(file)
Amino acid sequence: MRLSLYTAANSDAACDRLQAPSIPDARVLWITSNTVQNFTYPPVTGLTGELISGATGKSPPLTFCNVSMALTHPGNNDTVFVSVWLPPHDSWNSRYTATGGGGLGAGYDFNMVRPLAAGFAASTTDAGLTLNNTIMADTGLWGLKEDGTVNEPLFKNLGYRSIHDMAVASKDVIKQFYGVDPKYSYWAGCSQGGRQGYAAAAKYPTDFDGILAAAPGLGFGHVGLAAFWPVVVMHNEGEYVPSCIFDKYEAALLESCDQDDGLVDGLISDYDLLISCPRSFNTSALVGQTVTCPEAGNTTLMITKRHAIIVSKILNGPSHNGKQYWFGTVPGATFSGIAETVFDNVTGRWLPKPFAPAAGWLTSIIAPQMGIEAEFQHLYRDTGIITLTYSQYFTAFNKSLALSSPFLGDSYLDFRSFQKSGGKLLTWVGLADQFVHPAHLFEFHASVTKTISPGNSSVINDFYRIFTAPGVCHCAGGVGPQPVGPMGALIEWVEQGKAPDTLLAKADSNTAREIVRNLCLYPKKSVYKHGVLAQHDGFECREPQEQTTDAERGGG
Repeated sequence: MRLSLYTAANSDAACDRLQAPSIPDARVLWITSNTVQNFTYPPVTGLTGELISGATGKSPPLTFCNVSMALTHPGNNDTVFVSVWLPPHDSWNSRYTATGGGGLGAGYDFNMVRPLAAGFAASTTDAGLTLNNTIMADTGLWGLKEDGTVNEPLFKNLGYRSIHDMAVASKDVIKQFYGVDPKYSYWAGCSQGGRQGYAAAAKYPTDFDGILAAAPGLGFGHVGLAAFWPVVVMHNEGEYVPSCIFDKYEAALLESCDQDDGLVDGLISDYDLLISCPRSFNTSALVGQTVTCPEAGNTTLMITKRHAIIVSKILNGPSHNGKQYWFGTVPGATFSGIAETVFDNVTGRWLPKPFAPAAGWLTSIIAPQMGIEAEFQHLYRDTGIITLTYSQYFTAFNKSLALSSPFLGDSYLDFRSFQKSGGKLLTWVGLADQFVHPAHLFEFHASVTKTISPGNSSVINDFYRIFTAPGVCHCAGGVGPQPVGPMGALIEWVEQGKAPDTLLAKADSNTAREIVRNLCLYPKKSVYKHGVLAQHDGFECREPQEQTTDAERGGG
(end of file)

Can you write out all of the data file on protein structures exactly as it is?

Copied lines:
Amino acid sequence: MRLSLYTAANSDAACDRLQAPSIPDARVLWITSNTVQNFTYPPVTGLTGELISGATGKSPPLTFCNVSMALTHPGNNDTVFVSVWLPPHDSWNSRYTATGGGGLGAGYDFNMVRPLAAGFAASTTDAGLTLNNTIMADTGLWGLKEDGTVNEPLFKNLGYRSIHDMAVASKDVIKQFYGVDPKYSYWAGCSQGGRQGYAAAAKYPTDFDGILAAAPGLGFGHVGLAAFWPVVVMHNEGEYVPSCIFDKYEAALLESCDQDDGLVDGLISDYDLLISCPRSFNTSALVGQTVTCPEAGNTTLMITKRHAIIVSKILNGPSHNGKQYWFGTVPGATFSGIAETVFDNVTGRWLPKPFAPAAGWLTSIIAPQMGIEAEFQHLYRDTGIITLTYSQYFTAFNKSLALSSPFLGDSYLDFRSFQKSGGKLLTWVGLADQFVHPAHLFEFHASVTKTISPGNSSVINDFYRIFTAPGVCHCAGGVGPQPVGPMGALIEWVEQGKAPDTLLAKADSNTAREIVRNLCLYPKKSVYKHGVLAQHDGFECREPQEQTTDAERGGG
Repeated sequence: MRLSLYTAANSDAACDRLQAPSIPDARVLWITSNTVQNFTYPPVTGLTGELISGATGKSPPLTFCNVSMALTHPGNNDTVFVSVWLPPHDSWNSRYTATGGGGLGAGYDFNMVRPLAAGFAASTTDAGLTLNNTIMADTGLWGLKEDGTVNEPLFKNLGYRSIHDMAVASKDVIKQFYGVDPKYSYWAGCSQGGRQGYAAAAKYPTDFDGILAAAPGLGFGHVGLAAFWPVVVMHNEGEYVPSCIFDKYEAALLESCDQDDGLVDGLISDYDLLISCPRSFNTSALVGQTVTCPEAGNTTLMITKRHAIIVSKILNGPSHNGKQYWFGTVPGATFSGIAETVFDNVTGRWLPKPFAPAAGWLTSIIAPQMGIEAEFQHLYRDTGIITLTYSQYFTAFNKSLALSSPFLGDSYLDFRSFQKSGGKLLTWVGLADQFVHPAHLFEFHASVTKTISPGNSSVINDFYRIFTAPGVCHCAGGVGPQPVGPMGALIEWVEQGKAPDTLLAKADSNTAREIVRNLCLYPKKSVYKHGVLAQHDGFECREPQEQTTDAERGGG